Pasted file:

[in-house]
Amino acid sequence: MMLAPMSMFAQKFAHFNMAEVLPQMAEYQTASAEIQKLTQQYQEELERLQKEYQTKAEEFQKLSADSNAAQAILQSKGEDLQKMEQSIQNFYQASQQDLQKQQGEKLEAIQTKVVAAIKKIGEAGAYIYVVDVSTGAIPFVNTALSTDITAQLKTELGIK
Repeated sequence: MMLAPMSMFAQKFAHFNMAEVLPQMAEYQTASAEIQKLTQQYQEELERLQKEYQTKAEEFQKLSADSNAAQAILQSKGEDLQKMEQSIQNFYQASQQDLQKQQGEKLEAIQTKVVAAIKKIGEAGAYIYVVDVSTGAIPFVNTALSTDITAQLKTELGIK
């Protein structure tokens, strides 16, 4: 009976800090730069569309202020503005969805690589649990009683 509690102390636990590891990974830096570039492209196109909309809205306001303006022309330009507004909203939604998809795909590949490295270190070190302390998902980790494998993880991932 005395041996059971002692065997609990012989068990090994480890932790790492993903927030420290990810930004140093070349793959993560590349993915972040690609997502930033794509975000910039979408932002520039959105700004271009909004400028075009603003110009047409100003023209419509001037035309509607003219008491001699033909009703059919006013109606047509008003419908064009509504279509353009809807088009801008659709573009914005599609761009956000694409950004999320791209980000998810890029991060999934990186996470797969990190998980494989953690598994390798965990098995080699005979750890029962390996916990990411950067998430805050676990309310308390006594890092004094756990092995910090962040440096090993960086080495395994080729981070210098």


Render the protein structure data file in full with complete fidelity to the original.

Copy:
[in-house]
Amino acid sequence: MMLAPMSMFAQKFAHFNMAEVLPQMAEYQTASAEIQKLTQQYQEELERLQKEYQTKAEEFQKLSADSNAAQAILQSKGEDLQKMEQSIQNFYQASQQDLQKQQGEKLEAIQTKVVAAIKKIGEAGAYIYVVDVSTGAIPFVNTALSTDITAQLKTELGIK
Repeated sequence: MMLAPMSMFAQKFAHFNMAEVLPQMAEYQTASAEIQKLTQQYQEELERLQKEYQTKAEEFQKLSADSNAAQAILQSKGEDLQKMEQSIQNFYQASQQDLQKQQGEKLEAIQTKVVAAIKKIGEAGAYIYVVDVSTGAIPFVNTALSTDITAQLKTELGIK
């Protein structure tokens, strides 16, 4: 009976800090730069569309202020503005969805690589649990009683 509690102390636990590891990974830096570039492209196109909309809205306001303006022309330009507004909203939604998809795909590949490295270190070190302390998902980790494998993880991932 005395041996059971002692065997609990012989068990090994480890932790790492993903927030420290990810930004140093070349793959993560590349993915972040690609997502930033794509975000910039979408932002520039959105700004271009909004400028075009603003110009047409100003023209419509001037035309509607003219008491001699033909009703059919006013109606047509008003419908064009509504279509353009809807088009801008659709573009914005599609761009956000694409950004999320791209980000998810890029991060999934990186996470797969990190998980494989953690598994390798965990098995080699005979750890029962390996916990990411950067998430805050676990309310308390006594890092004094756990092995910090962040440096090993960086080495395994080729981070210098």